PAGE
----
- English Language Arts, Reading Literature
- Material Type:
- Lesson Plan
- High School
- Creative Commons Attribution Non-Commercial
Congratulations! Students have finished and published their final project. Now they will begin to share and present the chapter they included in the class anthology. As their classmates share, they should note what in the presentations stands out. What made a strong impression?
- Read the lesson and student content.
- Anticipate student difficulties and identify the differentiation options you will choose for working with your students.
- Determine the procedures for students to share their work.
Your Best Chapter
- This Quick Write will help students as they introduce their chapters to their classmates. Students will have a chance to gather their thoughts and consolidate their reasoning before explaining their thinking aloud.
SWD: If you think students need the additional support, provide them with sentence starters or prompts to help them with the Quick Write.
Complete a Quick Write.
- What chapter have you chosen to share with the class, and why?
- What do you hope your classmates will understand after experiencing this chapter?
- Students will each present one chapter to the class. Decide how you want to do this logistically: do you want students to use a projector so that everyone is viewing the same screen? Or will students all follow along on their tablets as classmates present? SWD: Consider how you will support students with disabilities as they participate in the presentation lessons. Whenever possible, provide scaffolding supports for students as they respond to the speeches of their peers. ELL: If some ELLs in class speak at a slower pace or have some difficulty presenting orally, ask everybody for extra support. Explain that doing this activity in a language other than one’s primary language poses a high level of difficulty, and emphasize the importance of being a good listener and giving feedback. Further explain that we show we care by being patient and supportive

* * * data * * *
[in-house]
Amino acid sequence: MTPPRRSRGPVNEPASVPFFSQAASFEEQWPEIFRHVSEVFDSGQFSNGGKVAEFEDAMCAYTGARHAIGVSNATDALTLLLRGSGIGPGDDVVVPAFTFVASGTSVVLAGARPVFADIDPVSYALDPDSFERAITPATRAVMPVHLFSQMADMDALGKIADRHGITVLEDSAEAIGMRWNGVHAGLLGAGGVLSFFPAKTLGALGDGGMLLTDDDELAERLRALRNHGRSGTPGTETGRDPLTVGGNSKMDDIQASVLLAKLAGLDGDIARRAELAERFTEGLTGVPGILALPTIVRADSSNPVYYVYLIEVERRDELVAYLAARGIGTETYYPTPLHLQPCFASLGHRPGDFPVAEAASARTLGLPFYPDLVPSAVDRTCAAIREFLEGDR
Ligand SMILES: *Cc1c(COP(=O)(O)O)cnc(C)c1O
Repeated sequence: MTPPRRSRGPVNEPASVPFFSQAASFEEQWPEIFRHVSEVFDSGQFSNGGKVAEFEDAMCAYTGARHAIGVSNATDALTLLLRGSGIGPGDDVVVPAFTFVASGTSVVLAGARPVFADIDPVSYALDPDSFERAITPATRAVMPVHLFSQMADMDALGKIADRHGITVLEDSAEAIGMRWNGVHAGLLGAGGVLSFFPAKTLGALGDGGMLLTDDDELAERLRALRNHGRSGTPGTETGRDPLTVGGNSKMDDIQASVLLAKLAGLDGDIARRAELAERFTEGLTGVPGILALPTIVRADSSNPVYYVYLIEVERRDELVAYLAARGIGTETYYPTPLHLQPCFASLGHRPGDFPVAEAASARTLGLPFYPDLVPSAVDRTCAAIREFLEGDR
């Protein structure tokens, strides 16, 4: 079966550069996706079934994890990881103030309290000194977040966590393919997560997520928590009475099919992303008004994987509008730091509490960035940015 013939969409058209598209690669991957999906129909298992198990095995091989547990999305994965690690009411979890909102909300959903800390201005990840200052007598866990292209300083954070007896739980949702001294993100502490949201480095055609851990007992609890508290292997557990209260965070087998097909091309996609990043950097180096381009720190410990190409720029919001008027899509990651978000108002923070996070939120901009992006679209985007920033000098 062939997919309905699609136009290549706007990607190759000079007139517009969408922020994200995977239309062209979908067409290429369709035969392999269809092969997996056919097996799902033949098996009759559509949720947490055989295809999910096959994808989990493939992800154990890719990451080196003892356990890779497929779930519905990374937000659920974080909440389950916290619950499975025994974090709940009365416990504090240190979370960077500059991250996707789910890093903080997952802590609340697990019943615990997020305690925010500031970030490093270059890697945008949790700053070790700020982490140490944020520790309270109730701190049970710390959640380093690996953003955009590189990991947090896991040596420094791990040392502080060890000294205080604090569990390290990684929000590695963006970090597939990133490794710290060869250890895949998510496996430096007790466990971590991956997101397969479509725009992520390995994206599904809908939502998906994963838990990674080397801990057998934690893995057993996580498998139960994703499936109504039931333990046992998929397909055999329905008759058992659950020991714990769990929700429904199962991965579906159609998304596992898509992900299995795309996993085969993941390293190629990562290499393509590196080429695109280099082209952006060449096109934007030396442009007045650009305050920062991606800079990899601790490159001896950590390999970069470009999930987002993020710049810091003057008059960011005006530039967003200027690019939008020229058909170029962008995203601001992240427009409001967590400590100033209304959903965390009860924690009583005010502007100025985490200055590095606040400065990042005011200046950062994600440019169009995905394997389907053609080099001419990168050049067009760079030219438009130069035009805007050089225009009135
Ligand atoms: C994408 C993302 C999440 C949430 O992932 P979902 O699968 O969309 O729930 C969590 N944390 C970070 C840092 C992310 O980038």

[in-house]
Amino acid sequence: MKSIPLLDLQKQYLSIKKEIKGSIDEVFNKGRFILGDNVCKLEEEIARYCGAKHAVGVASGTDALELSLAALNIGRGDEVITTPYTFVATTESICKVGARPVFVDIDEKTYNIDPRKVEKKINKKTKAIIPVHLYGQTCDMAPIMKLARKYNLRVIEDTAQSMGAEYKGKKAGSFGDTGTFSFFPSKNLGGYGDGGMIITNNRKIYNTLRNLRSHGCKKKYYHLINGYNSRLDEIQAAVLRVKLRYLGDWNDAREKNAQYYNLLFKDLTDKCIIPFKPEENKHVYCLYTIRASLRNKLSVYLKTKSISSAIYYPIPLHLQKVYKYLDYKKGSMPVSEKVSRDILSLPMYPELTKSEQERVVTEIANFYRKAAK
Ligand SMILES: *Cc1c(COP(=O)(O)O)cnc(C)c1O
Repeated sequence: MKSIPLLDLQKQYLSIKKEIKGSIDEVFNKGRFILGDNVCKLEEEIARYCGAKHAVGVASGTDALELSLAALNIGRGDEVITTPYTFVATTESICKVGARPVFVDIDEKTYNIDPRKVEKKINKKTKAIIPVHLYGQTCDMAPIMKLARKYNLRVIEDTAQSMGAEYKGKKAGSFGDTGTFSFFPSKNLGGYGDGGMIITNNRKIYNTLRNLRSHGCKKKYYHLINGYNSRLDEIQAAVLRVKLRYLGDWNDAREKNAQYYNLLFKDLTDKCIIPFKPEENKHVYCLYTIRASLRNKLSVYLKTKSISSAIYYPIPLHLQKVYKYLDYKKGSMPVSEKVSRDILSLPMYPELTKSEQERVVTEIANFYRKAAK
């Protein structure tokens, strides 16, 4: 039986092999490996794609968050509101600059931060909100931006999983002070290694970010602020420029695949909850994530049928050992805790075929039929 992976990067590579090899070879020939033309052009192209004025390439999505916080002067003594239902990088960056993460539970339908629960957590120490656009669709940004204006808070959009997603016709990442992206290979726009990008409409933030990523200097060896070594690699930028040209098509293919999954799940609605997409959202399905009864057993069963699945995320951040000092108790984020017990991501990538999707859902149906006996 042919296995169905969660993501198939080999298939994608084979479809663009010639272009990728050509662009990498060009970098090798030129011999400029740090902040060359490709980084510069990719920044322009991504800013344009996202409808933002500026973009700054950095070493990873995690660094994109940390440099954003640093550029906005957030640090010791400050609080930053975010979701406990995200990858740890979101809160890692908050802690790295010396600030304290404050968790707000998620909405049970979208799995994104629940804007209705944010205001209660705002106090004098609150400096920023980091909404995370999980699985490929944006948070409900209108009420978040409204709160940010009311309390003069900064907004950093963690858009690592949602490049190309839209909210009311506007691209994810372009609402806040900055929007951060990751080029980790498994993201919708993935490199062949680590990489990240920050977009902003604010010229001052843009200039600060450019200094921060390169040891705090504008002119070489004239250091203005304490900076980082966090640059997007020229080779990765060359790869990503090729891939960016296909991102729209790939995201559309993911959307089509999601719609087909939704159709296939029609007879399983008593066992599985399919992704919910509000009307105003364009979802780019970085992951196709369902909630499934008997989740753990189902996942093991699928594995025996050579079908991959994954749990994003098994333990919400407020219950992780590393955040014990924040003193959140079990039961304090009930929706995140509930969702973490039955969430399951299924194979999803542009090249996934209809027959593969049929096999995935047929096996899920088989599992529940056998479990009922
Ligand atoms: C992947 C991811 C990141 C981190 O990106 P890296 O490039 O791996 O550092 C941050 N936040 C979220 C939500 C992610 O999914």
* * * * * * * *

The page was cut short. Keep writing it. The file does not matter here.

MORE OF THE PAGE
- Students will leave notes and feedback for each other. Set clear expectations about the type and tone of feedback that is acceptable.
With your teacher, review the Celebration Guidelines for sharing your work with the class.
- Ask questions if you have any.
- Try to get through about half the presentations today, saving half for the final lesson. Keep a close eye on the clock and let students know how much time they have to share their work.
Follow along as your classmates present.
- After each presentation, write a note to the presenter sharing something you learned about him or her from the presentation. Also share a hope you have for the presenter upon graduating from high school.
- When it is your turn to present, follow the protocol described in the Celebration Guidelines.
- Take a few minutes to hear some student responses. Are there trends that students notice in the presentations? Are there particular chapters that made a strong impression?
Complete a Quick Write.
- Think about what some of the presentations seemed to have in common. Were there themes that multiple students addressed? Types of art that several students presented? What did you think came through about the changes that happen when you’re finishing high school?
- Tell students that some of their thoughts will be included in the class anthology. Choose 5–10 short excerpts to publish in a chapter to the class anthology.
Answer the following reflection questions.
- What was the most challenging part for you about completing this assignment? How did you overcome these challenges?
- What was the most important thing about yourself that you learned or clarified while doing this project? How, if at all, do you see yourself differently now?
- What do you see differently now about the changing world around you? About your place in this world?
- What advice do you have for a student starting this project?